N togo ko Koratessi 

I’ve found that people here have a little trouble with my name (and all other western names really). According to Burkinabé my name is pronounced “Eh-dee-ka.” Which I’ve come to accept 100%. 

(It’s only fair, a lot people get their names butchered when they come to the U.S. and sometimes take western names). 

To remedy this pronunciation problem, or just because it makes us feel like part of the community, some volunteers are given new names by their host families at their training site or by someone in their host village.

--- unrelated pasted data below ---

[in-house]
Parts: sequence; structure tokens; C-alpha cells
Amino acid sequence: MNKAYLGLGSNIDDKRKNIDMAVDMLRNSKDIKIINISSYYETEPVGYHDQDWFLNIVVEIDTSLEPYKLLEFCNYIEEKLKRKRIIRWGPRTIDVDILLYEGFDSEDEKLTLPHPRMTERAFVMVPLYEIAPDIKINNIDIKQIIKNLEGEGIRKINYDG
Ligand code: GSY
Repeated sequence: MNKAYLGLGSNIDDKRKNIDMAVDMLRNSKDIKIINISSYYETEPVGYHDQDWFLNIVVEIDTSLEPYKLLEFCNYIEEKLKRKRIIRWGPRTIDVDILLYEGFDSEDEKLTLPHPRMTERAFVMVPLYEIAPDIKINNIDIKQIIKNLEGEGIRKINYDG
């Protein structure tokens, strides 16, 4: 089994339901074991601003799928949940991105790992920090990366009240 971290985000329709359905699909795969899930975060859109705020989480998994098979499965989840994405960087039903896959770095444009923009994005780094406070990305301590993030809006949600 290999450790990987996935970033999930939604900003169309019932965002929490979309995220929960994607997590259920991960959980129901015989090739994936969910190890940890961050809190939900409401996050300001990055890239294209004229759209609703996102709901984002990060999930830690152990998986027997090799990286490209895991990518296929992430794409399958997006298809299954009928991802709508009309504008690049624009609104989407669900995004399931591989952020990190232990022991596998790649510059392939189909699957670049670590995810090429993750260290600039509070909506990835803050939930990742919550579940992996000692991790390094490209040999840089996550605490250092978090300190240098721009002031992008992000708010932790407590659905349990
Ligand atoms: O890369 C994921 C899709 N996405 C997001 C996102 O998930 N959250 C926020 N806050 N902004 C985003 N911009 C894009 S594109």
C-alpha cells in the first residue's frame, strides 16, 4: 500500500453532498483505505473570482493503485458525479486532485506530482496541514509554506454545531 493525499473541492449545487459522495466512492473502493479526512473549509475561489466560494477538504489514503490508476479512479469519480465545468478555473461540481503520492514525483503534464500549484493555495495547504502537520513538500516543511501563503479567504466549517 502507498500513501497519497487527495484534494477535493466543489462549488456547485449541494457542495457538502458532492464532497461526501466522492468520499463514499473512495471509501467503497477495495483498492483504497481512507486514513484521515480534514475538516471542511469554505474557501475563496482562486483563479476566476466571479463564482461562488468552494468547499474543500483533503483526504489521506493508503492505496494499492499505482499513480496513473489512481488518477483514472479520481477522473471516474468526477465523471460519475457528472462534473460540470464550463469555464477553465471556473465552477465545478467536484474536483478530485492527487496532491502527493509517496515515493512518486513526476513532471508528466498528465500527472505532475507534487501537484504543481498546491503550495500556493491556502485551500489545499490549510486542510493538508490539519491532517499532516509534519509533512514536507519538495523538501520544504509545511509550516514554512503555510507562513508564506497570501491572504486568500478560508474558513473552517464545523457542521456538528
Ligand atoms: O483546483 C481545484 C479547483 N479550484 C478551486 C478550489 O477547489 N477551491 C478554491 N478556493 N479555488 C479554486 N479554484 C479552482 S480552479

Finally, after 3 months of being in country I have been given a new name.

 It happened rather unceremoniously today when an elderly lady, called the “Vielle Christian” (aka old Christian) by my neighbor, dropped by for a visit. 

Because the two spoke Cerma (a common local language in my village that I speak zero of) I had no idea what they were saying. However, apparently she asked my name. When my neighbor translated it to French, I was able to give my name in Joula “N togo ko Ericka.”

Since she had such trouble saying it she decided my new name is Koratessi or Korate for short. 

Thus, in French, “Je m’appelle Koratessi,” or in Joula, “N togo ko Koratessi.” 


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